There's two reasons for the perceived "inaccuracy":

1. Rounding errors to the nearest adj. point
2. HR.com deducts the individual player's totals from the league totals before calculating the average, which does cause a small discrepancy (which as previously explained, favors the higher scoring player).

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Originally Posted by Rhiessan71 View Post
No, I made that mistake earlier in this thread and didn't this time. I set them both only to what it works out for 48 games.
I said as much in the post "(I had to redo the '95 season for each to the actual number of games they played and not the pro-rated full seasons it was listing)"
So it has no bearing on who may have been the more valuable offensive player that there was a shortened 48 game season, as well as 80, 82 and 84 game seasons from '91-99?

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11-13-2012, 07:35 PM
  #356
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Originally Posted by Czech Your Math View Post
So it has no bearing on who may have been the more valuable offensive player that there was a shortened 48 game season, as well as 80, 82 and 84 game seasons from '91-99?
Indeed. If one player dominates the other that season but only has 60% of the normal number of games to accumulate totals, he's going to be shortchanged when looking at the aggregate of 9 seasons.

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11-13-2012, 07:56 PM
  #357
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Originally Posted by Dalton View Post
This is not an argument. This is assuming that your methodology is true. No one is questioning your math. Its your thinking that drives you to use proven wrong math technique to analyze human performance and predict past or future performance.
What does this have to do with the discussion Czech and I were having?? Do you even understand what we were talking about?

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11-13-2012, 08:21 PM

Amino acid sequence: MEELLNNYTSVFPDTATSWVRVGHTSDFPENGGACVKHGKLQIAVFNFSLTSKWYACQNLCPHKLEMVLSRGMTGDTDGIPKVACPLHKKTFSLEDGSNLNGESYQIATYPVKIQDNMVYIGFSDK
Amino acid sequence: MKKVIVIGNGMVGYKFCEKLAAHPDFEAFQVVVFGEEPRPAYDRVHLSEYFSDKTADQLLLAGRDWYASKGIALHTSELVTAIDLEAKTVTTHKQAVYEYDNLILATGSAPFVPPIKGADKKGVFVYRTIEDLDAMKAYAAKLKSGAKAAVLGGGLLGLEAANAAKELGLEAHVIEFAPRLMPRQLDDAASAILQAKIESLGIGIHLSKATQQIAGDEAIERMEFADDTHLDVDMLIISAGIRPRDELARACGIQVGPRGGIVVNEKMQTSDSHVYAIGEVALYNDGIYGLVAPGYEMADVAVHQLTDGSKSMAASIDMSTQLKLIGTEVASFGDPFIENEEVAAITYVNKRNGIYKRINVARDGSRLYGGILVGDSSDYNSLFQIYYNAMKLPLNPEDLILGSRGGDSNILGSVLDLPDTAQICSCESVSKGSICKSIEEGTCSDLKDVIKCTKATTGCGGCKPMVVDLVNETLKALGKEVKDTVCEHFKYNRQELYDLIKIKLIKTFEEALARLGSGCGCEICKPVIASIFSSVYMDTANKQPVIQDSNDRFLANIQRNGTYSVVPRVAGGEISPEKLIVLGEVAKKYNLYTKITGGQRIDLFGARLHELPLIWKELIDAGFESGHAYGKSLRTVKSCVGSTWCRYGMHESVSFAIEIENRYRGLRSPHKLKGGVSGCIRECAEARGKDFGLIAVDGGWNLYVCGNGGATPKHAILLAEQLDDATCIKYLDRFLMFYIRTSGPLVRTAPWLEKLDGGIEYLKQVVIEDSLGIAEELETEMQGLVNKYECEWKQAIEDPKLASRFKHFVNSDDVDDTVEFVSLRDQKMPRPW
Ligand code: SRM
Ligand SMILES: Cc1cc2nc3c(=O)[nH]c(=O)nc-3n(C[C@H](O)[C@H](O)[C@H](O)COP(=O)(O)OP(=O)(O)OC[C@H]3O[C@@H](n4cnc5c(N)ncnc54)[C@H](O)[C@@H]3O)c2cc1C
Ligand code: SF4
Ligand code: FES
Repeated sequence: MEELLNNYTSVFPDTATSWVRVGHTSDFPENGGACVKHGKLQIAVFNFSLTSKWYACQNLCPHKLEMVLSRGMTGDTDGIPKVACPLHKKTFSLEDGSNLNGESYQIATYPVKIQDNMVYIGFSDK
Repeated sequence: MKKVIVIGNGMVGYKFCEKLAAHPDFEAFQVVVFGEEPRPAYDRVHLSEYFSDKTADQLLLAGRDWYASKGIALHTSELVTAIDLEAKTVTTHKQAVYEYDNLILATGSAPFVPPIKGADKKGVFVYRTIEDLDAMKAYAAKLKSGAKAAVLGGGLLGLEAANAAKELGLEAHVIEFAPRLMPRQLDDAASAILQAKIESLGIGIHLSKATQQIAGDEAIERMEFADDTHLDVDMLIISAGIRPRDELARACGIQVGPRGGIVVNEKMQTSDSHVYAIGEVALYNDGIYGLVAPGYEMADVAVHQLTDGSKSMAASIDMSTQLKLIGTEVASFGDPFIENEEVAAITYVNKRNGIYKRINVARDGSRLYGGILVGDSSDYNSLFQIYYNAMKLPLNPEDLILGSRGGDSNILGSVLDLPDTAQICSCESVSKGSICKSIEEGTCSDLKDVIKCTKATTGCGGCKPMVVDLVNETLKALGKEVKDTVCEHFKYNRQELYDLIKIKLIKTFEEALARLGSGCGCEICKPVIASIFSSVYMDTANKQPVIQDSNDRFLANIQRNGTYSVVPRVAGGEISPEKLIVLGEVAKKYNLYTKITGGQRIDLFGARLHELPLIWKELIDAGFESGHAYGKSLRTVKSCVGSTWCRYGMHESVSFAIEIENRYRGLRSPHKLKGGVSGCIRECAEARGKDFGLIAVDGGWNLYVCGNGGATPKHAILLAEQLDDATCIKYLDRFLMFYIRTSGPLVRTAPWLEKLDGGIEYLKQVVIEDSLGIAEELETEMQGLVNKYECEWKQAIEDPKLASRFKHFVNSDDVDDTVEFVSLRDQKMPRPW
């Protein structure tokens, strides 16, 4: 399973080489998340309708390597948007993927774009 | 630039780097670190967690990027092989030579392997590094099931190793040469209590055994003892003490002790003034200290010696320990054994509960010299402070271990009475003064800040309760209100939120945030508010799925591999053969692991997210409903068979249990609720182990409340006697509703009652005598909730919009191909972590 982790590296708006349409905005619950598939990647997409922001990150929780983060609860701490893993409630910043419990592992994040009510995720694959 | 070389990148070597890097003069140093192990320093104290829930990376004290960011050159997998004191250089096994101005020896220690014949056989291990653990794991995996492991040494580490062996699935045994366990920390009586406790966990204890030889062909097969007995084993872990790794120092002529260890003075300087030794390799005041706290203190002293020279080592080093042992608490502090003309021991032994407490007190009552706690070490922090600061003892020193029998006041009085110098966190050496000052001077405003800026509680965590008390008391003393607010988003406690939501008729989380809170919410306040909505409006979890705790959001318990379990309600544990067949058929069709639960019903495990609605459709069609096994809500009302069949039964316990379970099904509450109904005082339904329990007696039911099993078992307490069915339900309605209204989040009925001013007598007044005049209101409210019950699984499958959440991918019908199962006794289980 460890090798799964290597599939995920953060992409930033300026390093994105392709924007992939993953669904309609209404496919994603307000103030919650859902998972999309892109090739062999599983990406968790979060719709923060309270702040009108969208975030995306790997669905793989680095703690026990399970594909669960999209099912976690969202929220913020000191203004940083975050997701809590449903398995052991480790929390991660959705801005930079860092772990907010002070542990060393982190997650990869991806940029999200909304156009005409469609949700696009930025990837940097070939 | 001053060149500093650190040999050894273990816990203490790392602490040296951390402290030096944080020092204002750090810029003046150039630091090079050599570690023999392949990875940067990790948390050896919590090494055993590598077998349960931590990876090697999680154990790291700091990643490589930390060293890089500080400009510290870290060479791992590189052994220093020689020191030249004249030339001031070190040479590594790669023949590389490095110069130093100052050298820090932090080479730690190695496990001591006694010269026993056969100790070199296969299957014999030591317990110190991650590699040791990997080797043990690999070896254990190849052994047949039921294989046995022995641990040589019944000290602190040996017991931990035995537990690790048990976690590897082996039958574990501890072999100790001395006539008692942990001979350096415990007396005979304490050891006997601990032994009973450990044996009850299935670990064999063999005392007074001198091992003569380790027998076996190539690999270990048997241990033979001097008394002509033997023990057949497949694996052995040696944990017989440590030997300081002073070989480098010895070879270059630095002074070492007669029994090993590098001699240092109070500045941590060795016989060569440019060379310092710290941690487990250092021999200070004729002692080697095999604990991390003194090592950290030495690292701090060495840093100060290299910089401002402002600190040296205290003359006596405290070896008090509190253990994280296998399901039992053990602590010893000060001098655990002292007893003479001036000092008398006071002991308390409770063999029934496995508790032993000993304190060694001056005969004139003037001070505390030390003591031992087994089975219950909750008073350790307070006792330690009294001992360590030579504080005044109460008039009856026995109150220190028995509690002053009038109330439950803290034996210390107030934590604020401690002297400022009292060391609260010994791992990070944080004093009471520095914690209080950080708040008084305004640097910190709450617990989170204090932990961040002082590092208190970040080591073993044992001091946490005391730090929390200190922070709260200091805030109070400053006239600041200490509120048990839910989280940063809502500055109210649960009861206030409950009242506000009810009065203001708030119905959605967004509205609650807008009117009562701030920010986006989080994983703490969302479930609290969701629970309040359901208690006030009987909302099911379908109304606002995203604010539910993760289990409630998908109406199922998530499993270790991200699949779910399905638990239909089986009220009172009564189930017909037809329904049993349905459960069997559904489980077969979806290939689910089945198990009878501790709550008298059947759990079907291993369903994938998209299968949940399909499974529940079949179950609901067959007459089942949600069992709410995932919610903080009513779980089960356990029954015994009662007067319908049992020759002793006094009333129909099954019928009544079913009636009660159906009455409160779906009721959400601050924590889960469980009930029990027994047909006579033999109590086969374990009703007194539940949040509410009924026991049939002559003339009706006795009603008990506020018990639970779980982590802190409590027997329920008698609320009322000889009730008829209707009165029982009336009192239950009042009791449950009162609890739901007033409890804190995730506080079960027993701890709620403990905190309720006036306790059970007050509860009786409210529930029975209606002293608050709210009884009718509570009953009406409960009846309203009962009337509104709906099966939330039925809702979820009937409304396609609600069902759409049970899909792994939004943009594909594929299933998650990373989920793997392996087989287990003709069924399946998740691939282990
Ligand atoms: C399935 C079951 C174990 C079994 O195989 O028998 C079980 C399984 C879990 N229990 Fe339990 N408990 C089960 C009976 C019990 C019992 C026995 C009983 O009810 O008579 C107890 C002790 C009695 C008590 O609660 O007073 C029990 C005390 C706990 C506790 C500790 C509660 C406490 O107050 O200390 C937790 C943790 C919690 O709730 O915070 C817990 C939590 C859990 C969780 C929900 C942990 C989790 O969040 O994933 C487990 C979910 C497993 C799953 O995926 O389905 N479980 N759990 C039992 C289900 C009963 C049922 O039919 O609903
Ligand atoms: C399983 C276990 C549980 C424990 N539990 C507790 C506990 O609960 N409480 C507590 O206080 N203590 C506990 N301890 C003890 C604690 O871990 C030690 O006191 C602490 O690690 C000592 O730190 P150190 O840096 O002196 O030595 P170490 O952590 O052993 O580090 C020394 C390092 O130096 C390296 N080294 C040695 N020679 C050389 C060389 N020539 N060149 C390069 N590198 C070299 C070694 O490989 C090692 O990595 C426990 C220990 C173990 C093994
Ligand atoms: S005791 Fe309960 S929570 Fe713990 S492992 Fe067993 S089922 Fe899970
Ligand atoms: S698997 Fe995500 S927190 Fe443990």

#358
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Originally Posted by Iain Fyffe View Post
Indeed. If one player dominates the other that season but only has 60% of the normal number of games to accumulate totals, he's going to be shortchanged when looking at the aggregate of 9 seasons.
No more than Gretzky missing half the season in 92/93 did or Jagr missing a 1/4 of the season in 96/97 did.

At the end of the day, no matter what metric is used, Gretzky was still the more effective point producer from 90/91-98/99 which is all that was being asked in the first place.
Raw
Gretz 1.37PpG
Jagr 1.32PpG

Adjusted
Gretz 1.30PpG
Jagr 1.29PpG

I'll end it here though, it's not going any where.
I'm not ever going to accept that converting same seasons to Adjusted Stats would ever be valid over the actual same season data(or that I will not continue to find it one of the most idiotic wastes of time ever!). Nor do I believe Adjusted Stats was ever intended to be used that way either.
No point in continuing.

Cya's

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11-13-2012, 08:22 PM
  #359
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Originally Posted by Rhiessan71 View Post
I'll end it here though, it's not going any where.
I'm not ever going to accept that converting same seasons to Adjusted Stats would ever be valid over the actual same season data. Nor do I believe Adjusted Stats was ever intended to be used that way either.
No point in continuing.

Cya's
Until you define your terms, I agree that there's no point in continuing.

When you inevitably return, please DEFINE WHAT YOU MEAN BY "ACCURACY".

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11-13-2012, 09:19 PM
  #360
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Originally Posted by Rhiessan71 View Post
No more than Gretzky missing half the season in 92/93 did or Jagr missing a 1/4 of the season in 96/97 did.
Merely an illustration of a nuance that you're missing.

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Originally Posted by Rhiessan71 View Post
I'm not ever going to accept that converting same seasons to Adjusted Stats would ever be valid over the actual same season data(or that I will not continue to find it one of the most idiotic wastes of time ever!).
Now you've moved from same set of seasons to same season. There's no point in using adjusted stats for a single season. But you're not looking at single seasons, you're looking at nine different seasons.

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Originally Posted by Rhiessan71 View Post
Nor do I believe Adjusted Stats was ever intended to be used that way either.
Indeed. But they were intended to compare different seasons.

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Originally Posted by Rhiessan71 View Post
No point in continuing.